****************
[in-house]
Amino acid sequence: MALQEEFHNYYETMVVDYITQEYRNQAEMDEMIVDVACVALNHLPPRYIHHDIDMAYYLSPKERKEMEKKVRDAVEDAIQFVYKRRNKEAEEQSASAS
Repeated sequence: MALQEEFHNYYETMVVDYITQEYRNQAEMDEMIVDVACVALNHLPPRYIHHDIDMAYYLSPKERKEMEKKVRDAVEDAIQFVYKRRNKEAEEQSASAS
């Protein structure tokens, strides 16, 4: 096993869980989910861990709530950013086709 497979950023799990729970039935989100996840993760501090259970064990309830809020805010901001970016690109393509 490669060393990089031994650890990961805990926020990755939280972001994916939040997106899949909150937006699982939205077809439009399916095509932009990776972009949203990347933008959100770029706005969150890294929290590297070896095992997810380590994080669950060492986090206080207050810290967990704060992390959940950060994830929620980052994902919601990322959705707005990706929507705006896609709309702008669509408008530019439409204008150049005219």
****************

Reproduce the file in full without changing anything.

[in-house]
Amino acid sequence: MALQEEFHNYYETMVVDYITQEYRNQAEMDEMIVDVACVALNHLPPRYIHHDIDMAYYLSPKERKEMEKKVRDAVEDAIQFVYKRRNKEAEEQSASAS
Repeated sequence: MALQEEFHNYYETMVVDYITQEYRNQAEMDEMIVDVACVALNHLPPRYIHHDIDMAYYLSPKERKEMEKKVRDAVEDAIQFVYKRRNKEAEEQSASAS
């Protein structure tokens, strides 16, 4: 096993869980989910861990709530950013086709 497979950023799990729970039935989100996840993760501090259970064990309830809020805010901001970016690109393509 490669060393990089031994650890990961805990926020990755939280972001994916939040997106899949909150937006699982939205077809439009399916095509932009990776972009949203990347933008959100770029706005969150890294929290590297070896095992997810380590994080669950060492986090206080207050810290967990704060992390959940950060994830929620980052994902919601990322959705707005990706929507705006896609709309702008669509408008530019439409204008150049005219």